One of the most important glands in the human body is the thyroid. Located in the neck, the thyroid produces a range of hormones that are necessary for the proper everyday function of your body. These hormones affect your metabolism on a deep level, affecting everything from mental acuity to the efficiency of your digestive system.
When the thyroid is not producing enough of these hormones, the condition is called hypothyroidism, meaning an underactive thyroid.
Symptoms of An Underactive Thyroid
If you are suffering from hypothyroidism, it can cause dramatic effects on your day-to-day life, including:
- Weight gain
- Fluid retention
- Constant feelings of being cold
- Dry skin and hair
- Fluid retention
- Mental slowness or confusion
- Loss of sex drive
If left untreated, hypothyroidism can lead to more serious complications over time, such as:
- Increased risk of heart disease
- Anemia (reduced red blood cells)
- Pregnancy complications, such as pre-eclampsia, premature labor, or even stillbirth
- Persistent feelings of sickness or unwellness
- Increasing mental problems, depression, forgetfulness, etc.
In short, having an underactive thyroid is a genuinely dangerous condition, and the symptoms will add up over time. Because the symptoms of an underactive thyroid are similar to many other conditions, or could even simply be attributed to weight gain, hypothyroidism sometimes goes undetected.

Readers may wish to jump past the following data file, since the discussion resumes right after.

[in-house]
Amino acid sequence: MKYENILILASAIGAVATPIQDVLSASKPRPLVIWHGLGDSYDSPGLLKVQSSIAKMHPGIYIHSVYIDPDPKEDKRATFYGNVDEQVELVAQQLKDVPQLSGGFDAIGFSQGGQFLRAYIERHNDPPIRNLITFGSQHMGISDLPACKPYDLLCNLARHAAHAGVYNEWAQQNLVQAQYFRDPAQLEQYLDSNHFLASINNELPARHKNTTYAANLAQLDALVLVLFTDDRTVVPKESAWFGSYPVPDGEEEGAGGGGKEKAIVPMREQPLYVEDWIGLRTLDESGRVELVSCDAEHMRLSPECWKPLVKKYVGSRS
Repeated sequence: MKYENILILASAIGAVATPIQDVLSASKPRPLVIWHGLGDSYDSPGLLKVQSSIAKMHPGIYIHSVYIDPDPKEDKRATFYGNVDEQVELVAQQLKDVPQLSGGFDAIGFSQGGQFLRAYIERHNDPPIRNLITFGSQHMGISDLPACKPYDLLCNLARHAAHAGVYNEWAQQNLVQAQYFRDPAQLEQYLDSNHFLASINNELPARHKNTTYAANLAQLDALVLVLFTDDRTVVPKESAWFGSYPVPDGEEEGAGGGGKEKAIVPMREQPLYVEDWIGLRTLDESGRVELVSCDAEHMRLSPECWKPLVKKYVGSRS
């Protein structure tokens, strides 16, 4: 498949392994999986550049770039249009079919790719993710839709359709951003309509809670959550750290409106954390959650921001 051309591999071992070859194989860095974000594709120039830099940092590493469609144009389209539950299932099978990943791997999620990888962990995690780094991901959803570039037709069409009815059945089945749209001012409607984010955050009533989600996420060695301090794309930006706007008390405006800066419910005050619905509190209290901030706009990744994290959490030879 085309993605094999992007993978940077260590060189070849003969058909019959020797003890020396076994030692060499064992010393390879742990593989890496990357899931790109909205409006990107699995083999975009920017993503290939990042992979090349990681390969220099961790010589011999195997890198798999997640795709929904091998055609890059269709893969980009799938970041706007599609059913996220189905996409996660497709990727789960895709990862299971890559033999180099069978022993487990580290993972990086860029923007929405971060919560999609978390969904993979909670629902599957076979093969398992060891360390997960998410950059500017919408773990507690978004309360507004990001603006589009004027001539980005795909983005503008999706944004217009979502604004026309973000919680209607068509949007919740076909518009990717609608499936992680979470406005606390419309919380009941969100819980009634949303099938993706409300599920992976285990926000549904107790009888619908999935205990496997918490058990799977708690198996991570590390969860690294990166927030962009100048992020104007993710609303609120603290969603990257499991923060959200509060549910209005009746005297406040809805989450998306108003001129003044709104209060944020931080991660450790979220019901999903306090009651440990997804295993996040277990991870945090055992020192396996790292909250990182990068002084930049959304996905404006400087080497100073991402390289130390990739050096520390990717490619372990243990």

On the whole, approximately 1-2% of the population suffers from hypothyroidism. Women are ten times as likely to have an underactive thyroid as men.
Diagnosis and Treatment of Hypothyroidism
Diagnosis is relatively easy and only requires a blood sample. The blood will be tested for the presence of certain hormones created by the thyroid, such as TSH and Thyroxine. Only a doctor and certified blood labs can properly diagnose an underactive thyroid.
Treatment of hypothyroidism is also relatively simple. Most of the time, all that is needed is to take prescribed pills containing thyroxine, the most critical of the missing hormones. These pills are typically taken on an empty stomach, to ensure nothing in the stomach interferes with the absorption of the thyroxine.
Unfortunately, there is currently no true cure for hypothyroidism. These hormone supplements will likely need to be taken for the rest of the patient’s life. Occasionally the thyroid self-corrects, but these situations are rare and – so far – medical science has been unable to determine why.
RCMC Medical Center